Content analysis: Consistently registering the presence of particular themes or words in a set of texts in order to analyze communication schematics.
Qualitative - methods of data collection
Interviews: Verbally asking a variety of open-ended questions to a group of respondents. Environments are normally more informal to elicit a more natural response.
Focus groups: Conducting a debate between a group of people regarding a certain topic to gather ideas that can be used for further research.
Ethnography: Living within an organization or a community for a significant period of time so as to keenly observe culture and behavior.
Case studies: Thorough study regarding a group, person, organization, or event.
Literature review: Studying published works by reputed authors. Adding to theories, and/or offering alternative hypothesis.
Qualitative vs. Quantitative research; when to use
Another aspect of qualitative vs quantitative is knowing when to use each. When deciding whether to use a quantitative or qualitative research approach, keep the following basic criterion in mind.
Use quantitative research if you want to test or confirm something, for instance, a theory or a hypothesis. Use qualitative research if you wish to understand something, such as concepts, thoughts, and experiences.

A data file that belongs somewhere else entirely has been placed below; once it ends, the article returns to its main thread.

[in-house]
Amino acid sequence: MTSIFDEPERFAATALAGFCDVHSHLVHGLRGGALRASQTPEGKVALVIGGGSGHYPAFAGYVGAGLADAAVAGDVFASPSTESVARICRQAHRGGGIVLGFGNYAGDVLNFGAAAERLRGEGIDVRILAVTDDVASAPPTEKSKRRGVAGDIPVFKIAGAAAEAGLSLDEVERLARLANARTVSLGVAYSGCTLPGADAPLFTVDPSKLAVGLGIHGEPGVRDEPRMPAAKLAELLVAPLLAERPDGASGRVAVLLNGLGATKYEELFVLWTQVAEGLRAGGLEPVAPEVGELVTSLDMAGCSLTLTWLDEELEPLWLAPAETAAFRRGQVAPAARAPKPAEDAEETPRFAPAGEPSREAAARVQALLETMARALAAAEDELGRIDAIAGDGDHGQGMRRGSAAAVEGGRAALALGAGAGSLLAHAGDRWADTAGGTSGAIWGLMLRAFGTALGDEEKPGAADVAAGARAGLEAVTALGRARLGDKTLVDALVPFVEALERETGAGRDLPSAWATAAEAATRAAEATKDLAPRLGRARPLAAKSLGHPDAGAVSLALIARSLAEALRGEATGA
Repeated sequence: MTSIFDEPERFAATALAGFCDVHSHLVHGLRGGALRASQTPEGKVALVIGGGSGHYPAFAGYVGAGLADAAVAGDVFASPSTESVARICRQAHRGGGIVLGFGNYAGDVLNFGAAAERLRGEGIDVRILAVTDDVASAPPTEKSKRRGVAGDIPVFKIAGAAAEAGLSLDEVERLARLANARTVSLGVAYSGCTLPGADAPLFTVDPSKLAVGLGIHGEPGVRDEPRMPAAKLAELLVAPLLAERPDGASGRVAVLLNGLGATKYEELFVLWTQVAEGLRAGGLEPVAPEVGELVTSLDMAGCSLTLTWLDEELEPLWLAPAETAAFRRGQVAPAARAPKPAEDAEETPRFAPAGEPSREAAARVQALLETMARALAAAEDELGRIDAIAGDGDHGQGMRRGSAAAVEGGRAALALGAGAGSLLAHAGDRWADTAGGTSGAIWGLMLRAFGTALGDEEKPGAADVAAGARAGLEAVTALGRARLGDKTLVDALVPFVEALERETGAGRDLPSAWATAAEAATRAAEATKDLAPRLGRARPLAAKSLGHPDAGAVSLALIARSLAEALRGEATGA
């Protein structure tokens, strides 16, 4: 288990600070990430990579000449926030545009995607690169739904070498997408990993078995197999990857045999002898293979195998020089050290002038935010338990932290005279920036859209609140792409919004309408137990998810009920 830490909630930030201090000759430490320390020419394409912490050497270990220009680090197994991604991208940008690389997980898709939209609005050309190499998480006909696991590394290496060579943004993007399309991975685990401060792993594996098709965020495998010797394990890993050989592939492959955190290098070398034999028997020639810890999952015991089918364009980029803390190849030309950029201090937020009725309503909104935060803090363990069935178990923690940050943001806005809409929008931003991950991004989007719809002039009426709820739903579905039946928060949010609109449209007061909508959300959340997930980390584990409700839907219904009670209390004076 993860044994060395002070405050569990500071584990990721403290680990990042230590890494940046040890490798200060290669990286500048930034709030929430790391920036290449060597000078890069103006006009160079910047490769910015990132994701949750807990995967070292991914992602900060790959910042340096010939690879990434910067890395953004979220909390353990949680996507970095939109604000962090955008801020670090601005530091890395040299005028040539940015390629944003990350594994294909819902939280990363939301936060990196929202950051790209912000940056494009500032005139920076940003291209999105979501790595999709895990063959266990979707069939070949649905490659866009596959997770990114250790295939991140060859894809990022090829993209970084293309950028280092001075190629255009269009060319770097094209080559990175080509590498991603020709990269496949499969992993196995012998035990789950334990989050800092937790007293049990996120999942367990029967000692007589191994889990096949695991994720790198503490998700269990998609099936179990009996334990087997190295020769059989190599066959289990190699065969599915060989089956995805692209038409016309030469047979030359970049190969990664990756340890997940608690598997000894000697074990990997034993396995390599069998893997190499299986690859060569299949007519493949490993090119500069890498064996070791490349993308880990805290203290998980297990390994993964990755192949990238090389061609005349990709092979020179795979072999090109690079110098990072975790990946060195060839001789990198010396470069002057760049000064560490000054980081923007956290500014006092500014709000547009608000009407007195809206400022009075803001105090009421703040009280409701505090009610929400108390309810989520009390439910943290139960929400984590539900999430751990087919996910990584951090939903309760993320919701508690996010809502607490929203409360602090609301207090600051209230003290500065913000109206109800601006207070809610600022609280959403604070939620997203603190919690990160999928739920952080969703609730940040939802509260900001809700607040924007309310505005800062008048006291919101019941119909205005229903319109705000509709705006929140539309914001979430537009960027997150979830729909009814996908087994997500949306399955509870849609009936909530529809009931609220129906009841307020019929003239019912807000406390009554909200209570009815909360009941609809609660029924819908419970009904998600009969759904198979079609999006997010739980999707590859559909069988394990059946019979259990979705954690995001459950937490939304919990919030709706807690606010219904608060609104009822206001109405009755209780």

For a majority of research topics, you can go for a qualitative, quantitative, or mixed-methods approach. Which type of research approach you opt for can depend upon factors such as:
- Whether your research approach is inductive or deductive
- Type of research questions
- The type of research you are conducting; correlational, experimental or descriptive
- Other considerations such as money, time, and availability of data as well as that of the respondents
Quantitative research approach
An example would be that of conducting a survey amongst 300 students at your university and asking them questions such as “on a scale from 1-10, how satisfied are you with your product?”
You can then statistically analyze the data and derive conclusions such as “on average, customers rated this product at 8.2 - on a scale of 1-10”
Here are the survey templates you should look to use for this kind of approach.
Qualitative research approach
Conducting detailed interviews with 10 customers, and asking them open-ended questions like “How satisfied are you with the service?”, “What is the most positive aspect of this service?” and “What can be done to further improve this service for you?”
Depending upon the range and type of answers you get you can even then ask follow-up questions in order to clarify specific areas of your research. This enables you to refine any grey areas in your findings.
You will then document all the answers using any transcription software and try to find patterns and generalities.
Analyzing the data
In terms of quantitative vs qualitative data, neither quantitative or qualitative would demonstrate or prove anything by itself. It has to be properly analyzed in order to demonstrate its meaning in association with the research questions. Each type of data would have a different method of analysis.